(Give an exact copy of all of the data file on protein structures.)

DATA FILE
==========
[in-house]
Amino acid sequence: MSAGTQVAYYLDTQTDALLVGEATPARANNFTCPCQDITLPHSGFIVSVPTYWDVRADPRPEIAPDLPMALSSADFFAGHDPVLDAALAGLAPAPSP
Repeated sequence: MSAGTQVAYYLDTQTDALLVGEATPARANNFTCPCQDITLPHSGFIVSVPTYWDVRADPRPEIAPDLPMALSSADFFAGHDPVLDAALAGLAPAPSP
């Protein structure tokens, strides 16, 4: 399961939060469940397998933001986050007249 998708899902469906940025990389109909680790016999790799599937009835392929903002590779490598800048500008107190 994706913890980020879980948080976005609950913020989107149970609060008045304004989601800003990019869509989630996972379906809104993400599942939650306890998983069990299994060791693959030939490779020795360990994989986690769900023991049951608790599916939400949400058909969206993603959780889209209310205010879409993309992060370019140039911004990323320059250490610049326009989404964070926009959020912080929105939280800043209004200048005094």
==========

[in-house]
Amino acid sequence: MSAGTQVAYYLDTQTDALLVGEATPARANNFTCPCQDITLPHSGFIVSVPTYWDVRADPRPEIAPDLPMALSSADFFAGHDPVLDAALAGLAPAPSP
Repeated sequence: MSAGTQVAYYLDTQTDALLVGEATPARANNFTCPCQDITLPHSGFIVSVPTYWDVRADPRPEIAPDLPMALSSADFFAGHDPVLDAALAGLAPAPSP
């Protein structure tokens, strides 16, 4: 399961939060469940397998933001986050007249 998708899902469906940025990389109909680790016999790799599937009835392929903002590779490598800048500008107190 994706913890980020879980948080976005609950913020989107149970609060008045304004989601800003990019869509989630996972379906809104993400599942939650306890998983069990299994060791693959030939490779020795360990994989986690769900023991049951608790599916939400949400058909969206993603959780889209209310205010879409993309992060370019140039911004990323320059250490610049326009989404964070926009959020912080929105939280800043209004200048005094």